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Two more suspects in the collapse of the Kabul Bank brought to the court

in Afghan Business

Two more suspects in the collapse of the Kabul Bank brought to the court

The second day of the prosecution on the fall of Kabul Bank was launched on Saturday.

Twenty-two people have been alleged for embezzlement of Kabul Bank money and only seven of them have attended the court to present their information to prosecutors.

Two more defendants presented their case to a special court in Kabul on Saturday.

On the first trial of the Kabul Bank case, which was held last week, five suspects were present at the court to respond to the questions of the prosecutors.

Masood Musa Ghazi, the New Kabul Bank chairman, who is accused of embezzling nearly USD 5mn during its initial stages of chairmanship, was one of the two suspects present at the court.

Mr. Ghazi called the charges baseless and said that the USD 5mn was drawn from the New Kabul Bank before his appointment to the office.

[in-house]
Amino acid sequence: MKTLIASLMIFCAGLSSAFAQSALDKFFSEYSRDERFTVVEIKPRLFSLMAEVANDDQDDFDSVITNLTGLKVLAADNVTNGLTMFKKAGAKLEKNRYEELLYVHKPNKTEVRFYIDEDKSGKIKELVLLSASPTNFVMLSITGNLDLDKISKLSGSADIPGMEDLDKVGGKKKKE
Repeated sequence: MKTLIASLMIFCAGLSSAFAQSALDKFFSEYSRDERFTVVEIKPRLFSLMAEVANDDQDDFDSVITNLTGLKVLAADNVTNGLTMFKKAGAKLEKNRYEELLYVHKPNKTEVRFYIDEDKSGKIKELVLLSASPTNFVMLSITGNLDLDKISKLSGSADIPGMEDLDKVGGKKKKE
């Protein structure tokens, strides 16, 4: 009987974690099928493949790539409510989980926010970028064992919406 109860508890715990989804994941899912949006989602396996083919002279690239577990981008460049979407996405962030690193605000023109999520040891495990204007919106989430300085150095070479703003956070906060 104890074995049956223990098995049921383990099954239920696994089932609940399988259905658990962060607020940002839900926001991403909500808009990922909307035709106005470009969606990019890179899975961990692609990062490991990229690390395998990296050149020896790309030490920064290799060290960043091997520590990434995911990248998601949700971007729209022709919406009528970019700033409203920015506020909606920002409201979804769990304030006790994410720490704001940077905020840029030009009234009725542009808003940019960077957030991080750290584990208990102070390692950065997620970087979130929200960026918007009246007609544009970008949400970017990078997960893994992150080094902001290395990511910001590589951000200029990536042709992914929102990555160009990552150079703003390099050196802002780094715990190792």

“The withdrawal of USD 5.8mn from the Kabul Bank did not occur in one transaction. It took place through various transactions starting on 30 August 2010, when I was still working at Da Afghanistan Bank (DAB). My last of working at DAB was 31 August 2010.”

The second suspect present at the court was Mohibullah Safi, Deputy Head of DAB.

Mr. Safi accused the former Head of DAB, Qadir Fetrat, for the collapse of the bank, adding Mr. Fetrat put the matter out of sight.

Court officials said the case would last several days until the final verdict is declared.

Kabul Bank, Afghanistan’s first private bank, nearly collapsed two years ago due to embezzlement of around USD 900mn by the shareholders of the bank.

Two of the top shareholders, Sher Khan Farnood and Khalilullah Feruzi, were arrested by the Afghan government for their involvement in the scandal.

Other convicted shareholders were President Karzai’s brother, Mahmood Karzai, and brother of the deputy president, Hussain Fahim, who owed USD 19mn and USD 4mn respectively. According to the officials, they have returned the loans.

The Kabul Bank crisis dented not only the reputation of the banking system in Afghanistan but also raised concerns amid the international community who referred to the scandal as the Ponzi scheme.

The International Monetary Fund (IMF) postponed its funds to Afghanistan, which was later resumed subject to the settlement of the issues of the bank.

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